apconnect07

School Bullying: What should I do to help my child?

By: Kan Wong (M.S. ABA, BCBA) Autism Partnership Behavioral Consultant

In the past 16 years, I have met with many parents and there is a common concern they have shared with me, which is whether their children will become the target of bullying.

Some of our students in our center have encountered different levels of bullying, such as being called names, false accusations, or goaded into engaging in rule violating or socially inappropriate behaviors. Research suggests that bullies tend to choose victims who do not get supports from classmates.

Due to their differences in behaviors, interests or even appearance, children with ASD easily become the targets for bullying. They may not understand what a bullying situation is, and fail to protect themselves due to the lack of social and communication skills. Some may not even be aware that they are being bullied and see the bullies as friends.

Traditional strategies tend to encourage the victim to report to teachers, principal or any adult who can provide protection so the bullies can get punished. However, reporting may result in the bullies going “underground.” Another approach is to teach the victim to simply ignore the bully so the bully does not find it fun anymore. However, even though the victim ignores the bully, the peers may not. The bully may still get attention from the peers and continue the bullying. Also, it is very difficult to ignore undesirable behaviors, a victim’s deliberate and obvious attempts not to pay attention can serve as a sufficient reaction for the bully.

In our center, we spend a lot of time teaching our students appropriate social skills in order to improve their social competency. We will teach our students the following skills to deal with bullying incidents and avoid further bullying:

Differentiate Bullying VS. Teasing

Children with ASD find it difficult to interpret and often misread the motives of actions of others. It is important for them to determine whether they are being a target of bullying or it’s just some plays between friends.

Stay Away From the Bully

Develop a strategy of avoidance is another option. Making attempts to stay away from the bully during breaks, lunch or other times may be helpful in reducing unpleasant encounters.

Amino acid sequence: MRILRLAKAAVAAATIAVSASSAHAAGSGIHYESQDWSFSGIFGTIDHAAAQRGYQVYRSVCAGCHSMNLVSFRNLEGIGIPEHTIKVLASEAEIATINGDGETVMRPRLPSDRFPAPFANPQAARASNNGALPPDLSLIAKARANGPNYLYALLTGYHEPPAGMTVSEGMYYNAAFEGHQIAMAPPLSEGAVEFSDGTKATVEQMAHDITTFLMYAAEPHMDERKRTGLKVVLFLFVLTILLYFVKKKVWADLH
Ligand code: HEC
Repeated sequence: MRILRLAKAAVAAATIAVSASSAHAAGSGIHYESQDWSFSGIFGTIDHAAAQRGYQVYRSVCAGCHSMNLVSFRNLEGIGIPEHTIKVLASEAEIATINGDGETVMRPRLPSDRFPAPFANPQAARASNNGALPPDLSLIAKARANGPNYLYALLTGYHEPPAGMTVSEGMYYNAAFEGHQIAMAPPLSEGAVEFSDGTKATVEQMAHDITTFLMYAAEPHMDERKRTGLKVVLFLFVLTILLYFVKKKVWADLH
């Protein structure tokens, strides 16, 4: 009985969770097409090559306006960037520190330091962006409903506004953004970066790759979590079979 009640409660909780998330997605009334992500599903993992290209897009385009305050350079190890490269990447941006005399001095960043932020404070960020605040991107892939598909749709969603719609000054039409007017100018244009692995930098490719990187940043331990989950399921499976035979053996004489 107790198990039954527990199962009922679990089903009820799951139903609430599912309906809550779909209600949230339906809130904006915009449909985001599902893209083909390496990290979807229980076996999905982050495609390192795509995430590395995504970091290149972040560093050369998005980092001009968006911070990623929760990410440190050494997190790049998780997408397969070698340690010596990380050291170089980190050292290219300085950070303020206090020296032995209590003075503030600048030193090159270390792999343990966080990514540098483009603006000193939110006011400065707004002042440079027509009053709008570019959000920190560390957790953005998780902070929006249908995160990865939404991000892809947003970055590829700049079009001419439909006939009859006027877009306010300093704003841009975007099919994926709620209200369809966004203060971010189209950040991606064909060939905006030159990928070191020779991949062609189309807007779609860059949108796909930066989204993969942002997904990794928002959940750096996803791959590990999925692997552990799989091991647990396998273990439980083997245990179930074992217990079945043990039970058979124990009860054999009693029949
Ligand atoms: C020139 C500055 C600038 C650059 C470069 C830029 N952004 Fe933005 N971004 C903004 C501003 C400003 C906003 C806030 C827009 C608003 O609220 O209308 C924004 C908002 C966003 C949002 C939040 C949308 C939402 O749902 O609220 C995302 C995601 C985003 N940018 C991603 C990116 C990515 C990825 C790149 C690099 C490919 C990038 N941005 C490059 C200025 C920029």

Understanding Bullying

Help the victim in understanding that bullies are seeking responses from him/her. Therefore the victim needs to change his/her typical responses, so the bully no longer gets the pleasure from bullying.

Also, help students with ASD to understand which of his/her own behaviors (e.g. self-stim or talking contents) would trigger a bully, and teach him/her to refrain from engaging in those behaviors to reduce the bullying.

Stress Management

Teach the victim various coping and relaxation strategies to reduce their overreaction. Anxiety and stress can worsen a bad situation. Teach them how to stay calm will help them to deal with the situation better.

Info Provided by:
Kan Wong (M.S. ABA, BCBA) Autism Partnership Behavioral Consultant

Ms. Lai-Kan Wong is a Board Certified Behavior Analyst and holds a Master of Science in Applied Behavior Analysis. She joined Autism Partnership in 2001 and began working as a Program Specialist. She is experienced in working with children across different settings including individual therapy session, small group training, and ABA classrooms. Ms. Wong has also helped training staff in Hong Kong, Singapore and Japan office since 2005. She is now responsible for supervising individual cases, staff training, parent training, and overseas consultation. Kan also receives ongoing training and supervision from Dr. Ronald Leaf and Dr. John McEachin in the Los Angeles office.


Follow our Facebook and WeChat to learn more ABA skills.
Facebook: APautism
WeChat ID: AutismPartnership_HK

More Article

Learn more about our ABA Services

Related Articles